“I felt a great need to help multiple brands grow,” she said.
Once she conquered the logistics of starting a business, she began building connections and proactively seeking opportunities.
“I was very fortunate that I never really had to cold call,” Bythewood said. “I started doing small projects for a few brands, and the next door opened through another connection.”
The next door belonged to Salata. At Field Marketing Focus, Bythewood consulted with Salata’s marketing department, worked on the brand, and conducted research and field work. After a year of consulting, she encountered another “first” — she was asked to join the company as its first full-time chief marketing officer.
“This was a big deal for the brand,” she said.“Salata had never hired a chief-level employee before I came on board.”
As Salata’s first CMO, Bythewood helped take its local success story to the national level. She also set a goal for herself to become president of the company. She accomplished that goal in only 18 months.
“I’m in my role today because when my boss asked me at my annual review what I wanted to do next, I said, ‘Run the company.’ Six months later, I took on the role of president, and I just celebrated my first anniversary in the position.”
With help from her Salata family, Bythewood has made big changes at the company, including overhauling its entire technology package.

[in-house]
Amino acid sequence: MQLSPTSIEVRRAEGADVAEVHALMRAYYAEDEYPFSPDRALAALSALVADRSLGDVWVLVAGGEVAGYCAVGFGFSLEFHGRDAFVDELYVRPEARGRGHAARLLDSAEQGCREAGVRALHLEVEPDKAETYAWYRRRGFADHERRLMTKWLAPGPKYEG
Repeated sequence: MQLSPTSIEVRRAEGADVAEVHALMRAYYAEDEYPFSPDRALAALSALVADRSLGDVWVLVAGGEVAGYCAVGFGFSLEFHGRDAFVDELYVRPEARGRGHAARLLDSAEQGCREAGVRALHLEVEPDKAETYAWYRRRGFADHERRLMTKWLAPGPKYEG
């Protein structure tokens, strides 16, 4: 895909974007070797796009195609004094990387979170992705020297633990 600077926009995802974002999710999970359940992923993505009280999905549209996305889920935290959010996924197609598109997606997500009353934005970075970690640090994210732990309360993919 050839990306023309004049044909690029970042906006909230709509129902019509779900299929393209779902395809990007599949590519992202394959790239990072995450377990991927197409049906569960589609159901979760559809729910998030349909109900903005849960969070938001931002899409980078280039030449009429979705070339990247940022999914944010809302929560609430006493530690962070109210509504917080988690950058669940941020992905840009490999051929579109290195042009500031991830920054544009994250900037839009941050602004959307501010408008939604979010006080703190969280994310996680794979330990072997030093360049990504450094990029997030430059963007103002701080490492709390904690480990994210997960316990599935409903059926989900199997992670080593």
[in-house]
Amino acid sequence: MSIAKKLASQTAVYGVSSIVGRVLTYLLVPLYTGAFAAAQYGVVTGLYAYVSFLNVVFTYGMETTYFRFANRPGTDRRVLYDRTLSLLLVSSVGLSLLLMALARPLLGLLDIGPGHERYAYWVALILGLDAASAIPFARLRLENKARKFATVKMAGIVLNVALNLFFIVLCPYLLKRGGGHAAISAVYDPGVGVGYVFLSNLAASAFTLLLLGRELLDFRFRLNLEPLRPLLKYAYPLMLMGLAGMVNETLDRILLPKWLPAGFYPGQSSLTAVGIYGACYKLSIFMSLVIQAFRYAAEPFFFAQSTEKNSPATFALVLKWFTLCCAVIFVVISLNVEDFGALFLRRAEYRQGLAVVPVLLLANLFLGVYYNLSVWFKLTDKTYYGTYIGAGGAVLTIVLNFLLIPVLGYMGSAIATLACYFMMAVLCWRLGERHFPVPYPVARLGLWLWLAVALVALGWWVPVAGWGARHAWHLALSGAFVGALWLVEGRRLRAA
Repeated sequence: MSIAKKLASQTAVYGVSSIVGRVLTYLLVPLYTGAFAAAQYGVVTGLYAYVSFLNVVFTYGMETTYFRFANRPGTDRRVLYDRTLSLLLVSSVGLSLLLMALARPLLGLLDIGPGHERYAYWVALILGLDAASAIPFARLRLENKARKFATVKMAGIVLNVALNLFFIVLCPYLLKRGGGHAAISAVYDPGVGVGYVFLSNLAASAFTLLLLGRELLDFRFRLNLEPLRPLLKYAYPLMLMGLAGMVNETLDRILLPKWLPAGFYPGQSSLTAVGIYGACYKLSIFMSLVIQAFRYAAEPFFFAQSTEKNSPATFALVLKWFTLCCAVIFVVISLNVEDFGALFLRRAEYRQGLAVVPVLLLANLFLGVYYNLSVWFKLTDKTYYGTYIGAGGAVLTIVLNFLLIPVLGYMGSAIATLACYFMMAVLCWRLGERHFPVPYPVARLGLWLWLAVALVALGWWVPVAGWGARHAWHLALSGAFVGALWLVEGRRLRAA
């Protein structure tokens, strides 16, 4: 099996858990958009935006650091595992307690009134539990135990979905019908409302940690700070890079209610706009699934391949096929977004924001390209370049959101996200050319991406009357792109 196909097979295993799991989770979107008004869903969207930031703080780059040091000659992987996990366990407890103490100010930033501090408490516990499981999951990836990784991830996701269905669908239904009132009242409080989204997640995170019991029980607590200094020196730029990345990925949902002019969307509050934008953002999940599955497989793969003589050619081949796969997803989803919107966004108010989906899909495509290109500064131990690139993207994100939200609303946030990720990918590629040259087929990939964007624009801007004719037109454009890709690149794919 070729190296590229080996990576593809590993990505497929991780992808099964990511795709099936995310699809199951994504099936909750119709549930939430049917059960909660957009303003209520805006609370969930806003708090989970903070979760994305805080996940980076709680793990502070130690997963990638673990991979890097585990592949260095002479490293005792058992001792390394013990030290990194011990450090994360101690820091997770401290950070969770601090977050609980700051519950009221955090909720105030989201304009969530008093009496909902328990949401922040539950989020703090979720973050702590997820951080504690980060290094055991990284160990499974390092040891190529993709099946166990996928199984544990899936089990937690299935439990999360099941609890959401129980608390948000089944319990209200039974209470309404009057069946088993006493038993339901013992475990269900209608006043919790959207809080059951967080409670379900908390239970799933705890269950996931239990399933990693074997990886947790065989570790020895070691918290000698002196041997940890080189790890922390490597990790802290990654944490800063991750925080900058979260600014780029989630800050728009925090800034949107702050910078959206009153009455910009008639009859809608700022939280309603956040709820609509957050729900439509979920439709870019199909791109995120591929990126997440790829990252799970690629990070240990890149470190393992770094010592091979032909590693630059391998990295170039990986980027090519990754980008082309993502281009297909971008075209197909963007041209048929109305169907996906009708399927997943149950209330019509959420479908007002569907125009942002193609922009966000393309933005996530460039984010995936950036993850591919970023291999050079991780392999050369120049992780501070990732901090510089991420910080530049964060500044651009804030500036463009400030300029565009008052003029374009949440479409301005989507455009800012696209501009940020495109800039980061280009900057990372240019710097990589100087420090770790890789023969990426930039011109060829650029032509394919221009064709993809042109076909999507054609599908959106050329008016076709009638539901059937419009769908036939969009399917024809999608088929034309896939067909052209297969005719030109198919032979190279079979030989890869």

“I’ve surrounded myself with a dynamic team that shares my passion to help me accomplish this,” Bythewood said. “I couldn’t do it without their commitment and support, and the support of the founders who trust me to evolve their original vision.”
A Mentor to Marketers
Bythewood is excited about SFA’s restaurant business ventures: the Culinary Café and Lumberjack Express mobile food lab. Lumberjack Express marked its first year of service on the SFA campus in February.
“The food lab and Culinary Café are both excellent ideas to provide creative outlets for students,” she said.
When she’s not running Salata, Bythewood enjoys mentoring marketers in the restaurant business. She offered some advice for the hospitality administration and food, nutrition and dietetics students who are learning the restaurant business through their work on Lumberjack Express.
“The food truck is a mobile billboard, so obviously the vehicle alone is valuable,” she said. “People want to identify with a brand, so finding a way to do something unique that makes a difference in your community and gets the word out is key.”
Taking the Lumberjack Express to an office building and offering to cater lunch for a donation or putting a dollar of every meal sold toward a scholarship for students in need can generate word-of-mouth marketing, Bythewood said.
She’s also considering offering the Lumberjack Express some healthy competition. “A Salata location in the student center would be a great choice for college students to eat healthy. I’ll work on that!”